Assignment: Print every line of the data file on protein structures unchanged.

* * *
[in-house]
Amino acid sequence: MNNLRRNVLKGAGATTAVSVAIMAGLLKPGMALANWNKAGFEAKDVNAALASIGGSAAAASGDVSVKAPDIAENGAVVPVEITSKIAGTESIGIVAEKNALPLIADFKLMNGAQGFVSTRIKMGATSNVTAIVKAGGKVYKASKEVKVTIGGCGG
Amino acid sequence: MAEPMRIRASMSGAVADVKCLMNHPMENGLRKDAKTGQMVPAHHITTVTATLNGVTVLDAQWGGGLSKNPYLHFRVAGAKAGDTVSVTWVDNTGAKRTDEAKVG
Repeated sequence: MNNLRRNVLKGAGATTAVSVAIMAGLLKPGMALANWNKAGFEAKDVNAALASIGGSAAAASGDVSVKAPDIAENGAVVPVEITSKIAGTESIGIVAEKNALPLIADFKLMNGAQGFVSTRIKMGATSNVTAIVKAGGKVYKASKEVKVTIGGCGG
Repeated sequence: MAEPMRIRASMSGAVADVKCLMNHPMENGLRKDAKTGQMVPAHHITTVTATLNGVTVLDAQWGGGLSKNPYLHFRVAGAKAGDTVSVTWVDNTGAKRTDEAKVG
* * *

[in-house]
Amino acid sequence: MNNLRRNVLKGAGATTAVSVAIMAGLLKPGMALANWNKAGFEAKDVNAALASIGGSAAAASGDVSVKAPDIAENGAVVPVEITSKIAGTESIGIVAEKNALPLIADFKLMNGAQGFVSTRIKMGATSNVTAIVKAGGKVYKASKEVKVTIGGCGG
Amino acid sequence: MAEPMRIRASMSGAVADVKCLMNHPMENGLRKDAKTGQMVPAHHITTVTATLNGVTVLDAQWGGGLSKNPYLHFRVAGAKAGDTVSVTWVDNTGAKRTDEAKVG
Repeated sequence: MNNLRRNVLKGAGATTAVSVAIMAGLLKPGMALANWNKAGFEAKDVNAALASIGGSAAAASGDVSVKAPDIAENGAVVPVEITSKIAGTESIGIVAEKNALPLIADFKLMNGAQGFVSTRIKMGATSNVTAIVKAGGKVYKASKEVKVTIGGCGG
Repeated sequence: MAEPMRIRASMSGAVADVKCLMNHPMENGLRKDAKTGQMVPAHHITTVTATLNGVTVLDAQWGGGLSKNPYLHFRVAGAKAGDTVSVTWVDNTGAKRTDEAKVG